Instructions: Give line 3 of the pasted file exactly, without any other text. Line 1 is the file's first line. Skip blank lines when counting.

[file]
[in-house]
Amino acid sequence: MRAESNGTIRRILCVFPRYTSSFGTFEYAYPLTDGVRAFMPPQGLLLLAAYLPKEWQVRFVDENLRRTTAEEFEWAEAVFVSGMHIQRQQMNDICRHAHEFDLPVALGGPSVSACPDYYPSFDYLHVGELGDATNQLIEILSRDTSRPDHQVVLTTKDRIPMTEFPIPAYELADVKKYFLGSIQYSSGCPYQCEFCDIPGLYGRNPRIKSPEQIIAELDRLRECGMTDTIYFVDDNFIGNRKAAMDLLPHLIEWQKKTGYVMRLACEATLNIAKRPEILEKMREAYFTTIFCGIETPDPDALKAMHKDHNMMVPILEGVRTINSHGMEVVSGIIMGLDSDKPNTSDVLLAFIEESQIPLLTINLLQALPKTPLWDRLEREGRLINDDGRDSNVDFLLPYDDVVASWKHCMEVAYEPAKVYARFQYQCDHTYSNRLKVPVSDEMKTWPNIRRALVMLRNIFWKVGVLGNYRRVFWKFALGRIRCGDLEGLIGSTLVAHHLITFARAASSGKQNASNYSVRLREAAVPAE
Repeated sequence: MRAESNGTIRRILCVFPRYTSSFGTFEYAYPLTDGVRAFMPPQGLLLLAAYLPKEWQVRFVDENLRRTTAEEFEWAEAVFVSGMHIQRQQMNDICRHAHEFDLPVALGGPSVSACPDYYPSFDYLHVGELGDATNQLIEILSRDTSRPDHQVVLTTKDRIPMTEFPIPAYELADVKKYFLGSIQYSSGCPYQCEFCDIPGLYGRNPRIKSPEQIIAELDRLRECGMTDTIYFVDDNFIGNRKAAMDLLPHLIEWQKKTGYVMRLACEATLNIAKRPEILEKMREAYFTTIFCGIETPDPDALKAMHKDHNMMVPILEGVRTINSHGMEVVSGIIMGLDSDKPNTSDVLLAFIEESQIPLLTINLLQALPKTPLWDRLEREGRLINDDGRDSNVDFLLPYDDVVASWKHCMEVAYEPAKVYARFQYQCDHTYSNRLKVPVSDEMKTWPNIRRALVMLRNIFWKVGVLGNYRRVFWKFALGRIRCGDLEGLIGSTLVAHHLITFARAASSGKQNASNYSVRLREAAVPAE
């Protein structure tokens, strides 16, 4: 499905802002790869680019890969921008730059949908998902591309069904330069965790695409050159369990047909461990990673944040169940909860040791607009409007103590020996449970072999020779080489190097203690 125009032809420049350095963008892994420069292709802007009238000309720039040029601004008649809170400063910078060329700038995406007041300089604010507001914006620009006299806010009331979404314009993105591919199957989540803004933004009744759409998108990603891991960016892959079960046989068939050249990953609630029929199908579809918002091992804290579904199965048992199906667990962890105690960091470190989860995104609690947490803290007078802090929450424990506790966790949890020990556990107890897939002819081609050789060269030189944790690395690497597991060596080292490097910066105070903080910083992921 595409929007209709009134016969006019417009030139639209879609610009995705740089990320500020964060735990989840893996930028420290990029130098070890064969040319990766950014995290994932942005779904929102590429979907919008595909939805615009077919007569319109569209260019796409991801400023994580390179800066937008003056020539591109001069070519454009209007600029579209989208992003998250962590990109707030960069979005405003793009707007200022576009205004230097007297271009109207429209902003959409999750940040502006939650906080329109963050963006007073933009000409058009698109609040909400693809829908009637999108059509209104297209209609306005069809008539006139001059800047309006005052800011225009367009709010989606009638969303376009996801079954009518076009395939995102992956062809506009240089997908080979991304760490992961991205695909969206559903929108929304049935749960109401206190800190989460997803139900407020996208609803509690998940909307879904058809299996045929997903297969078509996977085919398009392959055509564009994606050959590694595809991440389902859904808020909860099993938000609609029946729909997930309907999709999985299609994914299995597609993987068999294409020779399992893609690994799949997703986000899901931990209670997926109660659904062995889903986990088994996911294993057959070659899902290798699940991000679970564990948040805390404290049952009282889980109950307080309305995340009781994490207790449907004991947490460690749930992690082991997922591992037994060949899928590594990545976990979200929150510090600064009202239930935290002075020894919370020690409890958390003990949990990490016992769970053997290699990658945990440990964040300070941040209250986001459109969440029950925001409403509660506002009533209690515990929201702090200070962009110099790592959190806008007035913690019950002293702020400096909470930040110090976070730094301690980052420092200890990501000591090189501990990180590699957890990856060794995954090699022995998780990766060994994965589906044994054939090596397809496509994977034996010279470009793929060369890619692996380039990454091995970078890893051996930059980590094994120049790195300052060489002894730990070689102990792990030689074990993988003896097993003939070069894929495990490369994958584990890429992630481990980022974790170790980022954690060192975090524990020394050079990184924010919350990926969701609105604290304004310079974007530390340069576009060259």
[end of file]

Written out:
Repeated sequence: MRAESNGTIRRILCVFPRYTSSFGTFEYAYPLTDGVRAFMPPQGLLLLAAYLPKEWQVRFVDENLRRTTAEEFEWAEAVFVSGMHIQRQQMNDICRHAHEFDLPVALGGPSVSACPDYYPSFDYLHVGELGDATNQLIEILSRDTSRPDHQVVLTTKDRIPMTEFPIPAYELADVKKYFLGSIQYSSGCPYQCEFCDIPGLYGRNPRIKSPEQIIAELDRLRECGMTDTIYFVDDNFIGNRKAAMDLLPHLIEWQKKTGYVMRLACEATLNIAKRPEILEKMREAYFTTIFCGIETPDPDALKAMHKDHNMMVPILEGVRTINSHGMEVVSGIIMGLDSDKPNTSDVLLAFIEESQIPLLTINLLQALPKTPLWDRLEREGRLINDDGRDSNVDFLLPYDDVVASWKHCMEVAYEPAKVYARFQYQCDHTYSNRLKVPVSDEMKTWPNIRRALVMLRNIFWKVGVLGNYRRVFWKFALGRIRCGDLEGLIGSTLVAHHLITFARAASSGKQNASNYSVRLREAAVPAE